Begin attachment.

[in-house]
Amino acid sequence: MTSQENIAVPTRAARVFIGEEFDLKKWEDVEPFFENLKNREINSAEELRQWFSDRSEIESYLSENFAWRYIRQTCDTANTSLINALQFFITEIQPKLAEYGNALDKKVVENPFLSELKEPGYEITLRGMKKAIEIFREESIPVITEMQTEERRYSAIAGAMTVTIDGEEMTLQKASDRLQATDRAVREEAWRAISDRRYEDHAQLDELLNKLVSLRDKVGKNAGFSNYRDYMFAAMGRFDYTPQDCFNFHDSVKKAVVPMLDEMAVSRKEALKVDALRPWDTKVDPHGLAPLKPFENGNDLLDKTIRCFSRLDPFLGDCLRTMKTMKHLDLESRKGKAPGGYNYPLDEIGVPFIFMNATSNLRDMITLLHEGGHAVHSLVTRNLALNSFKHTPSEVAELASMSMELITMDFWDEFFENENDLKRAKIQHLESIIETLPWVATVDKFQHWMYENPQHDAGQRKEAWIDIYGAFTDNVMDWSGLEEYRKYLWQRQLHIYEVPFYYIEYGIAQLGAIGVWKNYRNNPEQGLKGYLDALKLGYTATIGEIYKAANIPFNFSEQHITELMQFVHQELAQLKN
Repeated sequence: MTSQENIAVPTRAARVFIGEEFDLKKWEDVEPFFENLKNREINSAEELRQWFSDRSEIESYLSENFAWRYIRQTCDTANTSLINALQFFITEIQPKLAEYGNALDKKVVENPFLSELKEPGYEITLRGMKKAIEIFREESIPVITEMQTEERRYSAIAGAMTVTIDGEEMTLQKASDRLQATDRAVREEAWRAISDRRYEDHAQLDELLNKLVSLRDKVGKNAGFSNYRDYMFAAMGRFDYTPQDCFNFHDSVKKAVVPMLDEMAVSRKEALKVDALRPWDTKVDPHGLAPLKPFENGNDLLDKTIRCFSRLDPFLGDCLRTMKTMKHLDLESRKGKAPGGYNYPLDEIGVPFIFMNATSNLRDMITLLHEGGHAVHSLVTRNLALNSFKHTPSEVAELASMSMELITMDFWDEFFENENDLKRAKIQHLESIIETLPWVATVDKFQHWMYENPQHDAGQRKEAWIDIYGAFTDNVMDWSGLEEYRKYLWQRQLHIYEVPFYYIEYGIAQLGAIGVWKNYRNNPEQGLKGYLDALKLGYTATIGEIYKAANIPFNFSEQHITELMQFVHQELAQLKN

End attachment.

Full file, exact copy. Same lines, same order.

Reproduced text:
[in-house]
Amino acid sequence: MTSQENIAVPTRAARVFIGEEFDLKKWEDVEPFFENLKNREINSAEELRQWFSDRSEIESYLSENFAWRYIRQTCDTANTSLINALQFFITEIQPKLAEYGNALDKKVVENPFLSELKEPGYEITLRGMKKAIEIFREESIPVITEMQTEERRYSAIAGAMTVTIDGEEMTLQKASDRLQATDRAVREEAWRAISDRRYEDHAQLDELLNKLVSLRDKVGKNAGFSNYRDYMFAAMGRFDYTPQDCFNFHDSVKKAVVPMLDEMAVSRKEALKVDALRPWDTKVDPHGLAPLKPFENGNDLLDKTIRCFSRLDPFLGDCLRTMKTMKHLDLESRKGKAPGGYNYPLDEIGVPFIFMNATSNLRDMITLLHEGGHAVHSLVTRNLALNSFKHTPSEVAELASMSMELITMDFWDEFFENENDLKRAKIQHLESIIETLPWVATVDKFQHWMYENPQHDAGQRKEAWIDIYGAFTDNVMDWSGLEEYRKYLWQRQLHIYEVPFYYIEYGIAQLGAIGVWKNYRNNPEQGLKGYLDALKLGYTATIGEIYKAANIPFNFSEQHITELMQFVHQELAQLKN
Repeated sequence: MTSQENIAVPTRAARVFIGEEFDLKKWEDVEPFFENLKNREINSAEELRQWFSDRSEIESYLSENFAWRYIRQTCDTANTSLINALQFFITEIQPKLAEYGNALDKKVVENPFLSELKEPGYEITLRGMKKAIEIFREESIPVITEMQTEERRYSAIAGAMTVTIDGEEMTLQKASDRLQATDRAVREEAWRAISDRRYEDHAQLDELLNKLVSLRDKVGKNAGFSNYRDYMFAAMGRFDYTPQDCFNFHDSVKKAVVPMLDEMAVSRKEALKVDALRPWDTKVDPHGLAPLKPFENGNDLLDKTIRCFSRLDPFLGDCLRTMKTMKHLDLESRKGKAPGGYNYPLDEIGVPFIFMNATSNLRDMITLLHEGGHAVHSLVTRNLALNSFKHTPSEVAELASMSMELITMDFWDEFFENENDLKRAKIQHLESIIETLPWVATVDKFQHWMYENPQHDAGQRKEAWIDIYGAFTDNVMDWSGLEEYRKYLWQRQLHIYEVPFYYIEYGIAQLGAIGVWKNYRNNPEQGLKGYLDALKLGYTATIGEIYKAANIPFNFSEQHITELMQFVHQELAQLKN